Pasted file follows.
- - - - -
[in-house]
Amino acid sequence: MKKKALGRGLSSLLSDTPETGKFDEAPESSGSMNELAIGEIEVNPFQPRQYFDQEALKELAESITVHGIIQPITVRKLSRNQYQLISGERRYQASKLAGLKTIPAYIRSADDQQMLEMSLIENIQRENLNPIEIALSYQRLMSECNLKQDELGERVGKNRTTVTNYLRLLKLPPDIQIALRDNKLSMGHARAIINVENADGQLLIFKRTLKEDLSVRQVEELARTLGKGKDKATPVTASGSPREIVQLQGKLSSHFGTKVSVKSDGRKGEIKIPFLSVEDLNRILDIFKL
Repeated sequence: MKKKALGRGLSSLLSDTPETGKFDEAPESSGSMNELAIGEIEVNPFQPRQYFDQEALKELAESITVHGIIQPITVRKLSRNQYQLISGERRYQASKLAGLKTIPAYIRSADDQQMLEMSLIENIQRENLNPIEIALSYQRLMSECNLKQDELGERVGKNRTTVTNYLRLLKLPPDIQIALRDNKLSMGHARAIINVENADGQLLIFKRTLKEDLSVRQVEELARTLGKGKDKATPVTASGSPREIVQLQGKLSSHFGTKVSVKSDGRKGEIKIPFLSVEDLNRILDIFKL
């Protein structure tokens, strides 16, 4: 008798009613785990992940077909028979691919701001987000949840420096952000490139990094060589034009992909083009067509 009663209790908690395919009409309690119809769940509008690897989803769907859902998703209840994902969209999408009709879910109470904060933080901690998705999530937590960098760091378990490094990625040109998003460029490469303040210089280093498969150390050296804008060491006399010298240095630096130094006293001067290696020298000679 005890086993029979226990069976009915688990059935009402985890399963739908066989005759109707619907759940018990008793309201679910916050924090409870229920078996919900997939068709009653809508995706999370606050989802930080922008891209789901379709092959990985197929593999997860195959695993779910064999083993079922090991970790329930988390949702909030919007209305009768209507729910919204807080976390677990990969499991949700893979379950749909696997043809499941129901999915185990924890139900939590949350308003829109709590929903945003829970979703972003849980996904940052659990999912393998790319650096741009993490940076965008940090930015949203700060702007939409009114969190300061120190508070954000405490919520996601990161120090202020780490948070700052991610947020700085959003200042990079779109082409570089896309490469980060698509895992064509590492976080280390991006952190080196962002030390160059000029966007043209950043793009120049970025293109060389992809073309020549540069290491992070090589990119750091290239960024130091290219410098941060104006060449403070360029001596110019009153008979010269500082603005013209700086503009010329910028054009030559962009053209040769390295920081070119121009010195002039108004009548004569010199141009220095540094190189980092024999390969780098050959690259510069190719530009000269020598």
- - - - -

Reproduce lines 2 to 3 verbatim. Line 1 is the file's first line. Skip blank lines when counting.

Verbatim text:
Amino acid sequence: MKKKALGRGLSSLLSDTPETGKFDEAPESSGSMNELAIGEIEVNPFQPRQYFDQEALKELAESITVHGIIQPITVRKLSRNQYQLISGERRYQASKLAGLKTIPAYIRSADDQQMLEMSLIENIQRENLNPIEIALSYQRLMSECNLKQDELGERVGKNRTTVTNYLRLLKLPPDIQIALRDNKLSMGHARAIINVENADGQLLIFKRTLKEDLSVRQVEELARTLGKGKDKATPVTASGSPREIVQLQGKLSSHFGTKVSVKSDGRKGEIKIPFLSVEDLNRILDIFKL
Repeated sequence: MKKKALGRGLSSLLSDTPETGKFDEAPESSGSMNELAIGEIEVNPFQPRQYFDQEALKELAESITVHGIIQPITVRKLSRNQYQLISGERRYQASKLAGLKTIPAYIRSADDQQMLEMSLIENIQRENLNPIEIALSYQRLMSECNLKQDELGERVGKNRTTVTNYLRLLKLPPDIQIALRDNKLSMGHARAIINVENADGQLLIFKRTLKEDLSVRQVEELARTLGKGKDKATPVTASGSPREIVQLQGKLSSHFGTKVSVKSDGRKGEIKIPFLSVEDLNRILDIFKL